Normal People, a Story of Teenage Love

Normal People tells the story of the difficulties of change and adaptation to new circumstances.
Normal People, a Story of Teenage Love

Last update: 14 July, 2021

The TV series Normal People has been a huge success with the audience and critics alike. In fact, many agree that the TV adaptation is better than the original book, written by Sally Rooney. This is a rarity in itself, as literary originals are generally considered superior to their big-screen counterparts.

The success of this series is almost certainly due to the chemistry between the two lead actors. Marianne (Daisy Edgar-Jones) and Connell (Paul Mescal) make the story shine. Furthermore, the attraction between them is magnetic.

Normal People is a treat for the senses. You get carried away by the warmth and sincerity of these two young people and their emotions. Furthermore, the difficulties they experience in trying to find themselves. It’s a love story interspersed with the varying emotions of all the different stages of youth.

A love story

Normal People tells the story of teenage love. It’s intense like the movies The Bridges of Madison County and The Painted Veil. It’s a story of the good, bad, and confusing aspects of first love.

Unlike the almost cartoonish depictions of movies like After, Fifty Shades of Grey, and 365 Days, the sex scenes in Normal People are intimate. Although it’s extremely explicit, it’s both artistic and believable at the same time. It’s a recommended viewing for teenagers and adults alike.

A typical high school story with deeply emotional characters

Set in Ireland in 2010, Normal People is about high school classmates from a small town. Marianne (Daisy Edgar-Jones) comes from a wealthy family and Connell (Paul Mescal) is their housekeeper’s son. Nevertheless, class dynamics don’t play too much of a role in their story until later when they’re both at college.

This brooding TV series is basically about growing up. It revolves around the painful process of saying goodbye to the person you were to become the person you must be if you want to be successful in life.

In high school, Connell is extremely popular yet modest. On the other hand, Marianne is an outcast. However, they’re both extremely intelligent and are instantly attracted to one another. They start having sex and are able to talk to each other like they can’t with anyone else.

The importance of sex in Normal People

When Marianne and Connell first get naked together, they’re completely at ease with each other. Furthermore, there’s nothing raunchy or remotely fake about the scene. There’s a real sense that these two young people genuinely want to get to know each other. They do so, quietly and pleasurably, in the first sex scene of the show.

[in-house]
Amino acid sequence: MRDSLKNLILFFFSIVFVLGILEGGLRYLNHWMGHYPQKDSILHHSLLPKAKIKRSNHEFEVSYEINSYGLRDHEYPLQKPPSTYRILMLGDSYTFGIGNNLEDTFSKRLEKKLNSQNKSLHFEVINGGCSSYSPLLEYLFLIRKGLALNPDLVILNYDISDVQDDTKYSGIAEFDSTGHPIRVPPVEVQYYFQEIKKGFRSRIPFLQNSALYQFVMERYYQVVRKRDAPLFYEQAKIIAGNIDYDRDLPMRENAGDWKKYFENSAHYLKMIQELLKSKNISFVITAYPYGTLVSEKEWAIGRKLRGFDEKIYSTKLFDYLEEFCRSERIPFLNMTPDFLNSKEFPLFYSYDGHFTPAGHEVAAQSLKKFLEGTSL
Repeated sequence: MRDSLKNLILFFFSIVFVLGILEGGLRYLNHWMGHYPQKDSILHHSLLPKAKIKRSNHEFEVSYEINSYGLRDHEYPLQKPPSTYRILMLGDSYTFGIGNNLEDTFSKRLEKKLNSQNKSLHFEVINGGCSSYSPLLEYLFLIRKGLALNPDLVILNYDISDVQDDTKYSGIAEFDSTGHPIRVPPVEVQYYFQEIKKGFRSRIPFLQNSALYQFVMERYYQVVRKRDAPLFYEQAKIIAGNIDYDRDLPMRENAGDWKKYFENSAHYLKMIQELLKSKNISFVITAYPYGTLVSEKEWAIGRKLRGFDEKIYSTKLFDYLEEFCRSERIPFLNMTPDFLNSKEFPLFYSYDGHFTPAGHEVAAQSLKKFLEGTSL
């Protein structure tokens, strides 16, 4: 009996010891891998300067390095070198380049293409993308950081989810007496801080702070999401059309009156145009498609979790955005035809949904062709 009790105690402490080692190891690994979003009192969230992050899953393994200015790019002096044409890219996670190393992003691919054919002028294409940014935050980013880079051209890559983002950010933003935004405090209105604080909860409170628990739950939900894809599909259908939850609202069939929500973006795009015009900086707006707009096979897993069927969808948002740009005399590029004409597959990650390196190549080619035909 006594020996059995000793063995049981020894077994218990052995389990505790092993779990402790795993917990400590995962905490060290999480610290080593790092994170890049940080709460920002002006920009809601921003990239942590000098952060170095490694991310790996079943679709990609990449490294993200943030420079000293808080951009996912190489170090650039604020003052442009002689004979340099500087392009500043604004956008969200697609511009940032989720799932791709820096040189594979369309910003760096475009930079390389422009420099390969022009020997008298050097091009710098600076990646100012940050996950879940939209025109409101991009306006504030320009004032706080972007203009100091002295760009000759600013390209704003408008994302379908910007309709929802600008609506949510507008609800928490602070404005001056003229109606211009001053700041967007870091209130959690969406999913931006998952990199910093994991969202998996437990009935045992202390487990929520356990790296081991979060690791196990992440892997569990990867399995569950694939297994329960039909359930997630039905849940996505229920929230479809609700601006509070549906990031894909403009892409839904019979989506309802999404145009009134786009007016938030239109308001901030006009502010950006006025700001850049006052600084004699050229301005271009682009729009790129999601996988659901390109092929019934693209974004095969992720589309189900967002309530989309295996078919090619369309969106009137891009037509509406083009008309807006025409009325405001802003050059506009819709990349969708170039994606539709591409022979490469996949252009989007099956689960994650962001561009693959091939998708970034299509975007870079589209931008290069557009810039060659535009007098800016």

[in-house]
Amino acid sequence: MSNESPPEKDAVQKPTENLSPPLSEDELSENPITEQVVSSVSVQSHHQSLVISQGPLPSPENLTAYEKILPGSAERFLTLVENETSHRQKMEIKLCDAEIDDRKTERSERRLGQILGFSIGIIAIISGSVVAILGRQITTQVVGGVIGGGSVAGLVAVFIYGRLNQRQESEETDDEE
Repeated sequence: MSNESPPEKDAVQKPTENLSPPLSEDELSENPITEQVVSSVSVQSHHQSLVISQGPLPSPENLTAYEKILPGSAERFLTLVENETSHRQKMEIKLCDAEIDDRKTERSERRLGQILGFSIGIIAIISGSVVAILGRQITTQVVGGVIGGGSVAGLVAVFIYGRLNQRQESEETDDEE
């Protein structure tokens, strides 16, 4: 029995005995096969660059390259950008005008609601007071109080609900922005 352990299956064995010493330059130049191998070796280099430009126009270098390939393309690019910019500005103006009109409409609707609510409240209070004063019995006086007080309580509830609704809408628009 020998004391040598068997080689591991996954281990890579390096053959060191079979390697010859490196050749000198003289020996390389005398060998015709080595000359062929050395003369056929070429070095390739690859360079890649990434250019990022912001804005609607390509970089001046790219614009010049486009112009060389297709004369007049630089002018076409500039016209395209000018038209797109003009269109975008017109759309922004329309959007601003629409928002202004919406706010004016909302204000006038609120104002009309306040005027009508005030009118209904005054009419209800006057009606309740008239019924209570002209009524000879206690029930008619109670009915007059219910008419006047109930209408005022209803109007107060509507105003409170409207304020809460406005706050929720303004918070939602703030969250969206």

While sex is an end in itself in some teen stories, this show portrays it in the way of young people experimenting with their identity.

Sex is portrayed as a way of expressing the relationship between two people. The scenes are extremely realistic and even portray inevitable awkward moments. In fact, the show successfully depicts what a healthy uninhibited sexual relationship should look like.

Sex and love end up revealing Connell’s insecurity, despite his popularity. Marianne, whose self-esteem is undermined by her uncaring family, eventually becomes masochistic.

A scene from Normal People.

Principles and humiliation

When Marianne initially suggests that they should keep their relationship a secret, Connell agrees. This is because he’s popular at school and has a well-established social network. On the other hand, Marianne is just too complicated.

His decision resonates throughout their relationship for years. However, when both graduate high school and start attending Trinity College, Marianne meets the kinds of people she feels comfortable with. But Connell feels out of place.

Marianne enjoys her new environment, but Connell struggles to adapt to university, which scars him deeply.

They reconnect as friends and then as a couple, with no luck. In fact, it seems that, for “normal people”, the hope of a conventional relationship is almost a utopian ideal. During his years at college, Connell struggles with money and depression. Marianne has problems with her family.

Both have triumphs and setbacks. They travel, have relationships with other people, and then go back to each other. They’re like two waves breaking on the shore, one always slightly out of sync with the other.

The movie is extremely faithful to the novel. However, the tone of the TV series is warmer and dreamier than the rather stark prose of Rooney’s book.

Normal People is a binge-worthy TV show that invites you to reflect.

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